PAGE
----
18

I am currently using the Html.EditorFor<> method for generating editor fields, however I would like to use something similar for displaying field information in a read-only format such as a details page, i.e. a label with the field name followed by a label with the field value.

Is there currently any equivalent in MVC for generating this? Or am I going to have to create a custom helper?

Thanks in advance.

Edit: I am aware of DisplayFor and LabelFor, is it just a case of manually having to combine these?

2
  • 1
    I believe DisplayFor is exactly what you want. LabelFor will give you an element that just has the field name, while DisplayFor will output labels and values, but will not use form fields to do so. Just like EditorFor, you can create templates for DisplayFor if you do not like the default markup that comes out of DisplayFor
    – Brian Ball
    Commented Feb 21, 2011 at 13:33
  • 1
    You should select zihotki's answer - stackoverflow.com/a/5066283/467380. It's the best one, by far.
    – vbullinger
    Commented Nov 20, 2012 at 22:10

6 Answers 6

36

Use

<%= Html.DisplayFor(model => model.Property) %>

Or if you want to see a readonly(disabled) textbox

<%= Html.TextBoxFor(model => model.Property, new { disabled="disabled", @readonly = "readonly" })%>
3
  • Anyway he is not sending the value to Controller. Commented May 22, 2013 at 14:49
  • @LucasRodriguesSena, use Html.HiddenFor to send the value to controller?
    – V-SHY
    Commented May 21, 2015 at 8:33
  • Will these readonly or disabled values pass to httppost method in the controller? If not how to pass them keeping view items disabled?
    – Kurkula
    Commented Mar 14, 2017 at 22:40
5

I may be missing something but can't you just use Html.LabelFor?

Edit: May need to be a combination using Html.LabelFor and Html.DisplayFor

1
  • Hi, unless I see anything else. I believe your suggestion of combining LabelFor and DisplayFor is the only option - this is what I was currently doing. Commented Feb 21, 2011 at 13:04
4

You can use

Html.DisplayFor(...)

Documentation:

http://msdn.microsoft.com/en-us/library/system.web.mvc.html.displayextensions.displayfor.aspx

3
  • When you use only DislpayFor the page dont send the values to Controller. Commented May 22, 2013 at 14:48
  • The question doesn't imply he'd want to send the values back to the controller. What would be the point? They're read only so we already know what they are. Commented May 23, 2013 at 16:04
  • 2
    There is a point. If your form fails to validate, when it is redrawn, that value will then be empty. Why not pass the value back to the controller instead of having to rebuild then entire view model or make any additional db calls to recalculate that value? I'm looking for a solution now.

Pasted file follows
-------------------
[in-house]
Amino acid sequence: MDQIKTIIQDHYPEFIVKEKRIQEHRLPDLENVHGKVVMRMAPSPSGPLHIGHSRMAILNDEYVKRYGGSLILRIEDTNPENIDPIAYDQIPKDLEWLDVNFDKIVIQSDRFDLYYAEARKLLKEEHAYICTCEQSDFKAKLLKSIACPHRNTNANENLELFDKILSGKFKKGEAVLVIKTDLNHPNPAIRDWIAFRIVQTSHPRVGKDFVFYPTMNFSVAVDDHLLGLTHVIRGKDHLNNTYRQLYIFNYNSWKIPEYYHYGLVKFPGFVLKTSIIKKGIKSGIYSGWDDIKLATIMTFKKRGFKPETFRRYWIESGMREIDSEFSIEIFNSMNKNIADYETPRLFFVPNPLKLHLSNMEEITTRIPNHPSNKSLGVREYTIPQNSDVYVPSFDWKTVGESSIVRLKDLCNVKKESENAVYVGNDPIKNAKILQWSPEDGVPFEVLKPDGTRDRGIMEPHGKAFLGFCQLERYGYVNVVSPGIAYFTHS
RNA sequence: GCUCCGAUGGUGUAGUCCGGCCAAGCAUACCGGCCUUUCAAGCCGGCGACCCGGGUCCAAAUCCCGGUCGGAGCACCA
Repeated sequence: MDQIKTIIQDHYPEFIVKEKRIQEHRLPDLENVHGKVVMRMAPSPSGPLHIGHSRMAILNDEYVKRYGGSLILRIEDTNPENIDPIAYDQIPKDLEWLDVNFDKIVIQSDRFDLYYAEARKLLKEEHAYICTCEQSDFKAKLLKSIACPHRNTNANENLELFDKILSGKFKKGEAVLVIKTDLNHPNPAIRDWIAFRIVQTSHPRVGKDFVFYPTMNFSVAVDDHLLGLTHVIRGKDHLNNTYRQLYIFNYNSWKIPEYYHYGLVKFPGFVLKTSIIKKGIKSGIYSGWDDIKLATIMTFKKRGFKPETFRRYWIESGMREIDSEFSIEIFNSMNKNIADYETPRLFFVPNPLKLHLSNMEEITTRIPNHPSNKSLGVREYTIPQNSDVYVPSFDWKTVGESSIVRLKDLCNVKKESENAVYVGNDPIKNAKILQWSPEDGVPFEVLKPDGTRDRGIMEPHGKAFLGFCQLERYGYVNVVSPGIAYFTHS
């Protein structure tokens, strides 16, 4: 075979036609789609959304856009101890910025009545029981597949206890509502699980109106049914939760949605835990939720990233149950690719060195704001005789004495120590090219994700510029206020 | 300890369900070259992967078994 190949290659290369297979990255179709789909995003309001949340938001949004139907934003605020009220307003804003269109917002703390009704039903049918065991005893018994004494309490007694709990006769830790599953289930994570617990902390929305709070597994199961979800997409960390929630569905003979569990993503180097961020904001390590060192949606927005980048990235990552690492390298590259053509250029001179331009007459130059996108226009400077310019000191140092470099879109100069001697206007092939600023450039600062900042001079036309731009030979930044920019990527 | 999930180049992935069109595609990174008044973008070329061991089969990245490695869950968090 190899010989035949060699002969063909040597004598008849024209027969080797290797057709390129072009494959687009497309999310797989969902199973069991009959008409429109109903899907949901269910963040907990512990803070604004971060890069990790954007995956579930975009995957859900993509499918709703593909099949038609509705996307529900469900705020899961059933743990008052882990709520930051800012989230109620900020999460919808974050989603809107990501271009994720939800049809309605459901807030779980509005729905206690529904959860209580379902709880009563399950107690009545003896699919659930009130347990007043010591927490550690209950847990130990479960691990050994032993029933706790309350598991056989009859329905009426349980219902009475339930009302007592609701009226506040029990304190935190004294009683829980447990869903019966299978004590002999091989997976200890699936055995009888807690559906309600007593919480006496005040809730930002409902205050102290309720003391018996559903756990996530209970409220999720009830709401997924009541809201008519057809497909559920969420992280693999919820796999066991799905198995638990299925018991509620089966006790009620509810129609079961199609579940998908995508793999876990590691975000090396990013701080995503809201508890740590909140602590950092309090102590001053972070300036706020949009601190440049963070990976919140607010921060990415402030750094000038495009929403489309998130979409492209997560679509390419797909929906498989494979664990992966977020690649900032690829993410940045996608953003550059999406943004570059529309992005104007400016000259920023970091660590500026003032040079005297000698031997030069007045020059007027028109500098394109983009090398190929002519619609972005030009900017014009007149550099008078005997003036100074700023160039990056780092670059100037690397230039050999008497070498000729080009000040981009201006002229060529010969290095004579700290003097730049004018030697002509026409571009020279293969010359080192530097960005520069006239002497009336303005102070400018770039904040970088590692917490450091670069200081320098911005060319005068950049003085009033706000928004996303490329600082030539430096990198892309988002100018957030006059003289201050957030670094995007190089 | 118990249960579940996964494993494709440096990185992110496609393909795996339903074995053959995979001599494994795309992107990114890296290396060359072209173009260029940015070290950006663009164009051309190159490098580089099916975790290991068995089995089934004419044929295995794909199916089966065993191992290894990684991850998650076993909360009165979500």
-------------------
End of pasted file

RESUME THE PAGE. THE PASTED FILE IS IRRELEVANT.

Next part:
– Greg Sipes
    Commented Sep 1, 2015 at 14:49
3

I have a textbox control which is bound to a property of the Model. However, I have a JQueryUI slider which I am using to populate the value, rather than have the user edit it directly. Therefore, I want this value to be read-only, but still bound to the model. I cannot apply html attributes using Html.EditorFor(...), I can use the Html.TextboxFor(...) method. However, if I set the HTML "disabled" attribute to a value of "disabled" (as per zihotki's solution), then the MVC framework by default does not bind the value in the textbox back to the bound property on the model when posting back to the controller method (see Model Binding With Disabled Textbox). My solution was to use Html.TextboxFor and set only the readonly attribute,

@Html.TextBoxFor(model => model.MyProperty, new { @readonly = "readonly" })

and then include a CSS entry for input:readonly to grey the read-only boxes out:

input:read-only
{
    background-color: #E6E6E6;
}
3

MVC 5, Bootstrap 3 example.

<div class="col-md-6">
    @Html.LabelFor(m => m.UserModel.company, htmlAttributes: new {@class = "control-label tc-label"})
    @Html.EditorFor(m => m.UserModel.company, new {htmlAttributes = new { disabled = "disabled", @readonly = "readonly", @class = "form-control col-md-6"}})
    @Html.ValidationMessageFor(m => m.UserModel.company, "", new {@class = "text-danger"})
</div>
1
  • 1
    Close, but I found that without explicitly stating that htmlAttributes is a Dictionary<string, object> and leaving in the class string caused problems. Therefore amend this to @Html.EditorFor(m => m.UserModel.company, new {htmlAttributes = new Dictionary<string, object>() { {"disabled", "disabled"}, {"readonly", "readonly"}}}) And you should be golden. Commented Oct 9, 2015 at 14:45
0

Create an EditorFor Template that returns a string rather than a form field. Then use UIHint

E.g. This is StringReadOnly EditorFor template

<%@ Control Language="C#" Inherits="System.Web.Mvc.ViewUserControl" %><%:ViewData.TemplateInfo.FormattedModelValue.ToString()%>

In the model

[UIHint("StringReadOnly")]public string NoChangeMe {get;set}

Then you can just called the field with EditorFor and it will output a string.

Of course the field isn't submitted but that is what I wanted to happen.

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